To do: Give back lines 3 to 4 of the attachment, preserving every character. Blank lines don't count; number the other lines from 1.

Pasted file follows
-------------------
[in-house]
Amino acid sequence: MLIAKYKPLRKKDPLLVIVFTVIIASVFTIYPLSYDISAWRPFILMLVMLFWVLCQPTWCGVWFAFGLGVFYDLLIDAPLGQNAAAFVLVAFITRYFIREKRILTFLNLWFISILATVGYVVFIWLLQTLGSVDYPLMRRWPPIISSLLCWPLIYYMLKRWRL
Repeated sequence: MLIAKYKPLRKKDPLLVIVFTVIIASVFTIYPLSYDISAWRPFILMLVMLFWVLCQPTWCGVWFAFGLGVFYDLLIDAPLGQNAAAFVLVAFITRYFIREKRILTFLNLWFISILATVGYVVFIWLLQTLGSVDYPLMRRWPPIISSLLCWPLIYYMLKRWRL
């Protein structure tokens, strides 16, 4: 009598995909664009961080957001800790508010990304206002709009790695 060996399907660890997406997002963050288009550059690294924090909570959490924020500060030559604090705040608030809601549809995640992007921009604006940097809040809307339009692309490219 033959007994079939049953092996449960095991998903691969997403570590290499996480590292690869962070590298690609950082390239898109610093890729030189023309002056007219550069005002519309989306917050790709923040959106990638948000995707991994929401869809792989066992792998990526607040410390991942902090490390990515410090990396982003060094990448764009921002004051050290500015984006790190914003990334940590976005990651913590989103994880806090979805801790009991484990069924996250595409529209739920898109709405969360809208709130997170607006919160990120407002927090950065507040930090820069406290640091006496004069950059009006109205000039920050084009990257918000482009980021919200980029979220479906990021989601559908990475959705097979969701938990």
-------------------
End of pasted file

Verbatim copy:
Repeated sequence: MLIAKYKPLRKKDPLLVIVFTVIIASVFTIYPLSYDISAWRPFILMLVMLFWVLCQPTWCGVWFAFGLGVFYDLLIDAPLGQNAAAFVLVAFITRYFIREKRILTFLNLWFISILATVGYVVFIWLLQTLGSVDYPLMRRWPPIISSLLCWPLIYYMLKRWRL
């Protein structure tokens, strides 16, 4: 009598995909664009961080957001800790508010990304206002709009790695 060996399907660890997406997002963050288009550059690294924090909570959490924020500060030559604090705040608030809601549809995640992007921009604006940097809040809307339009692309490219 033959007994079939049953092996449960095991998903691969997403570590290499996480590292690869962070590298690609950082390239898109610093890729030189023309002056007219550069005002519309989306917050790709923040959106990638948000995707991994929401869809792989066992792998990526607040410390991942902090490390990515410090990396982003060094990448764009921002004051050290500015984006790190914003990334940590976005990651913590989103994880806090979805801790009991484990069924996250595409529209739920898109709405969360809208709130997170607006919160990120407002927090950065507040930090820069406290640091006496004069950059009006109205000039920050084009990257918000482009980021919200980029979220479906990021989601559908990475959705097979969701938990």